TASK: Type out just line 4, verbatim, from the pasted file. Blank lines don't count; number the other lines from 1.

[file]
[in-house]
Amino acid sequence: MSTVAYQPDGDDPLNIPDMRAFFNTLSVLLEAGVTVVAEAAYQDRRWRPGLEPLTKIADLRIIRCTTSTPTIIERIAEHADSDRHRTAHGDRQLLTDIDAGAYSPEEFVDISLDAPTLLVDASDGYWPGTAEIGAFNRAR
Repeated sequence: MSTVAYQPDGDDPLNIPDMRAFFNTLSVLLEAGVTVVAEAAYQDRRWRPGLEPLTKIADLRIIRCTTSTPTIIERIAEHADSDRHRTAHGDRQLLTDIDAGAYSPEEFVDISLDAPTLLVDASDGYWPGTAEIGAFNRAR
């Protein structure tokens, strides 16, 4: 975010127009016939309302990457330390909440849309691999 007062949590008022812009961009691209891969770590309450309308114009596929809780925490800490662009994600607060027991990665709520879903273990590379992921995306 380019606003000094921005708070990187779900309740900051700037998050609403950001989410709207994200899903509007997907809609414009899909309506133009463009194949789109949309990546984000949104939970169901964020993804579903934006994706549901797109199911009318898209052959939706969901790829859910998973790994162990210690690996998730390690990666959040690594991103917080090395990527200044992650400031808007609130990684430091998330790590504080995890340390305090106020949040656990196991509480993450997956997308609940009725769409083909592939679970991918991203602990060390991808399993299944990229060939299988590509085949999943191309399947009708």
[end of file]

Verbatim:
């Protein structure tokens, strides 16, 4: 975010127009016939309302990457330390909440849309691999 007062949590008022812009961009691209891969770590309450309308114009596929809780925490800490662009994600607060027991990665709520879903273990590379992921995306 380019606003000094921005708070990187779900309740900051700037998050609403950001989410709207994200899903509007997907809609414009899909309506133009463009194949789109949309990546984000949104939970169901964020993804579903934006994706549901797109199911009318898209052959939706969901790829859910998973790994162990210690690996998730390690990666959040690594991103917080090395990527200044992650400031808007609130990684430091998330790590504080995890340390305090106020949040656990196991509480993450997956997308609940009725769409083909592939679970991918991203602990060390991808399993299944990229060939299988590509085949999943191309399947009708």